Georadar is a geophysical technique indicated for applications that require a high vertical resolution; for the detection of subsurface structures with length scales of 1.0 m or less. Our geophysical services of georadar are widely used in auscultation.
The georadar uses electromagnetic pulses of very short duration, 1-60 nanoseconds (ns = 10-9 seconds), in the band of VHF / UHF (20-1000 MHz), that are repeated with a frequency of 50 KHz.
These impulses are grouped into packets of waves composed of 1,000-15,000 of them. When, by means of the transmitting antenna, these impulses are generated, these, in their trajectory through the subsoil, can be found with a change of geological stratum or cultural, hollow, objects, humidities or water tables, etc .; In short, what they detect is a change in the electrical properties (dielectric constant) of the media in which they propagate. This causes some of the energy to be reflected and collected by the receiving antenna, while the remainder continues its path through the interior of the subsurface (see Figure 1).
The receiving antenna incorporates an electronic circuit, "demodulator", connected to the electronic circuit of amplification and reception. Once the reflections reach it, this circuit converts the electromagnetic pulse of high frequency in another of band of audiofrecuencia that is sent through a coaxial cable highly shielded to the central unit, where the signal is reconstructed, processed And stored.
The central unit incorporates a system of mass storage of data and a screen of visualization in real time where reproduces the signal that arrives to him.
Each impulse that is received materializes in a trace, so that when moving the antenna on the surface of the ground can obtain a continuous record that reflects the stratigraphy and / or the existence of anomalies in the subsoil.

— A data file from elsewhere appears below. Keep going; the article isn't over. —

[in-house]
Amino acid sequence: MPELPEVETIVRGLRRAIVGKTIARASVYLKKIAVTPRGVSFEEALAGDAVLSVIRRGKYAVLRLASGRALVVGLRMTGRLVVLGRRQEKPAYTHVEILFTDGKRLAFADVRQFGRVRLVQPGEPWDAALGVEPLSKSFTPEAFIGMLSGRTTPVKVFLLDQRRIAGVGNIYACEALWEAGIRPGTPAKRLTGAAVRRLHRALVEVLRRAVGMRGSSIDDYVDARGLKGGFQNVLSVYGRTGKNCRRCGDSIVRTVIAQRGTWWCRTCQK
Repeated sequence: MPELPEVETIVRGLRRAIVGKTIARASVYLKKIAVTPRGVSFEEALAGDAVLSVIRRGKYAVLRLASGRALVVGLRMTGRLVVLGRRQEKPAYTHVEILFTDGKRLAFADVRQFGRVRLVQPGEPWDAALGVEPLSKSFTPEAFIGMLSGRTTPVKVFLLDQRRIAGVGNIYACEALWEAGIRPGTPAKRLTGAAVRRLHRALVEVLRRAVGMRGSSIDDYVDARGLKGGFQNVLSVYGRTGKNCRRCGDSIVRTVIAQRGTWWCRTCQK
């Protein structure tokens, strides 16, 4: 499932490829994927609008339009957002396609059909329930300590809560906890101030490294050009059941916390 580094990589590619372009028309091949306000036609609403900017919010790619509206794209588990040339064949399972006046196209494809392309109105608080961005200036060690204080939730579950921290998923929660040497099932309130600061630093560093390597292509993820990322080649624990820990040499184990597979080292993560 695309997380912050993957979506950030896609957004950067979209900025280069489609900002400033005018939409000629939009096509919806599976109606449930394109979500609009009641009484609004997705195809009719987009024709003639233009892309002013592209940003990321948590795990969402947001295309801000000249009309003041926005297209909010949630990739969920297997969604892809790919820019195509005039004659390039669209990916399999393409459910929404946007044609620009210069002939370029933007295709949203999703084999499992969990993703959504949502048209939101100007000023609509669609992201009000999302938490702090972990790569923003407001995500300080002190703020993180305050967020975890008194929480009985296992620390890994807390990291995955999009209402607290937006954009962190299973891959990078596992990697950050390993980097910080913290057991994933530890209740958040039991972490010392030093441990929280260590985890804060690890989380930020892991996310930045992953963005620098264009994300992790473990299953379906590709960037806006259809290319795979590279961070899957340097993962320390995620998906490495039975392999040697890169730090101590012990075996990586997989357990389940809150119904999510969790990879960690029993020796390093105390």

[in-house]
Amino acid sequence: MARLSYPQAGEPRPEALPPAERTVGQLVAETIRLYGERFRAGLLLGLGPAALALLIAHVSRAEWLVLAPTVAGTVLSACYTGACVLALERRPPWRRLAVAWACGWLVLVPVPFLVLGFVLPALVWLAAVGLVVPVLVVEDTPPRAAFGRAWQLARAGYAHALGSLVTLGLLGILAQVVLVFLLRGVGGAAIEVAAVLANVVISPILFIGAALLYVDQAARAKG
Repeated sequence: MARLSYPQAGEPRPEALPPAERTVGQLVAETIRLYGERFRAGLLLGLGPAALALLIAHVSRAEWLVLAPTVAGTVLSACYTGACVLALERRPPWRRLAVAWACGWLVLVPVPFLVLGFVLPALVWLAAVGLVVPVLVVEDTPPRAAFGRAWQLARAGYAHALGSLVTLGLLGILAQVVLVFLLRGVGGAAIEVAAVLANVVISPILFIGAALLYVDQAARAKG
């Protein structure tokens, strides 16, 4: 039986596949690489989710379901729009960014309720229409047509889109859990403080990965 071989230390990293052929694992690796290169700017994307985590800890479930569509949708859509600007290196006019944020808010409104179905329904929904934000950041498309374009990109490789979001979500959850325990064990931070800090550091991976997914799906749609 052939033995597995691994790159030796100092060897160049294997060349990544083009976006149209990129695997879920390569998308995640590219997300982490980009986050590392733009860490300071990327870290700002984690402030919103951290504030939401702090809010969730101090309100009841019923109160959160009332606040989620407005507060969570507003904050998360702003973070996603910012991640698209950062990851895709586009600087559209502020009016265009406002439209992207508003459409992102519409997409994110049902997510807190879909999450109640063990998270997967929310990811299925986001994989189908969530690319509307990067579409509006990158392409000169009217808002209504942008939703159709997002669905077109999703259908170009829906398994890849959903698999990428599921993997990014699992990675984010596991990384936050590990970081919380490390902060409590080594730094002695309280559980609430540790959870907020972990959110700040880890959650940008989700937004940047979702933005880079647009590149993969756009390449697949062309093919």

Figure 2 schematizes the implementation of the cited process. When the signal is received in the control console, it applies a window of amplitudes, whose size and color decides the operator. Amplitudes that exceed the set window appear on the screen. The result is a register (radargram), where the axis of abscissa corresponds to the displacement of the antenna on the ground, or lateral movement, and the axis of ordinates reflects the time invested by the pulse in crossing the antenna-reflector-antenna path, also called double time of reflection, whose unity is the nanosecond.
If the velocity of propagation of the investigated medium or its relative dielectric constant is determined, the vertical time scale can be converted to depth (meters).
Resolution of studies in 3D
Its fields of application are multiple and varied. In general it is used for the detailed detection of all kinds of materials with sufficient contrast of Dielectric Constant with its surroundings. For example:
Auscultation of tunnels, pavements and walls, detection of cavities, study of contaminations, location of archaeological sites and buried objects, study of surface geological formations, etc.
In general the depth of investigation will not exceed 30-40 m for studies in very resistive formations
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